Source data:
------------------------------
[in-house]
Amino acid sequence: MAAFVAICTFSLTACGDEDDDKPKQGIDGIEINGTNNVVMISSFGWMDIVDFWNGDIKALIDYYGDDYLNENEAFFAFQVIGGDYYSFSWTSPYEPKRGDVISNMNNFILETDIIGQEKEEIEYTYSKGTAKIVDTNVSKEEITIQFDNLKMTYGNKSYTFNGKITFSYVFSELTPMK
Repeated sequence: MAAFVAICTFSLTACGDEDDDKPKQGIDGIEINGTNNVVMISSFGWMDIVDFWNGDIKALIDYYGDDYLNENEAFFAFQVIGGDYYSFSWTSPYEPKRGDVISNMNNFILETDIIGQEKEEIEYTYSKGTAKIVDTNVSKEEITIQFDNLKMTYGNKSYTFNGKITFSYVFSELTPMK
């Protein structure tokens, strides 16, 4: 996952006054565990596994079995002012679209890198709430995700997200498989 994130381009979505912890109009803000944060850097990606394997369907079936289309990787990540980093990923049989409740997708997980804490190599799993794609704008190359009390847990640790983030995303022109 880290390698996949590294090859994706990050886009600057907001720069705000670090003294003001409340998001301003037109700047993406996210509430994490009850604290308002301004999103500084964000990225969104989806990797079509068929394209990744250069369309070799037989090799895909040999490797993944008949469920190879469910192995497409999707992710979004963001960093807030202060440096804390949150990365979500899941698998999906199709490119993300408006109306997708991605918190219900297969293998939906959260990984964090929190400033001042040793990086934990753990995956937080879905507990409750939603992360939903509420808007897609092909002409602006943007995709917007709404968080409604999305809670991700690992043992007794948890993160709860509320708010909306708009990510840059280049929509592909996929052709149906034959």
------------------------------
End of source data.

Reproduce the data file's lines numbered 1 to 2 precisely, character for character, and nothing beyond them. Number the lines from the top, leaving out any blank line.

[in-house]
Amino acid sequence: MAAFVAICTFSLTACGDEDDDKPKQGIDGIEINGTNNVVMISSFGWMDIVDFWNGDIKALIDYYGDDYLNENEAFFAFQVIGGDYYSFSWTSPYEPKRGDVISNMNNFILETDIIGQEKEEIEYTYSKGTAKIVDTNVSKEEITIQFDNLKMTYGNKSYTFNGKITFSYVFSELTPMK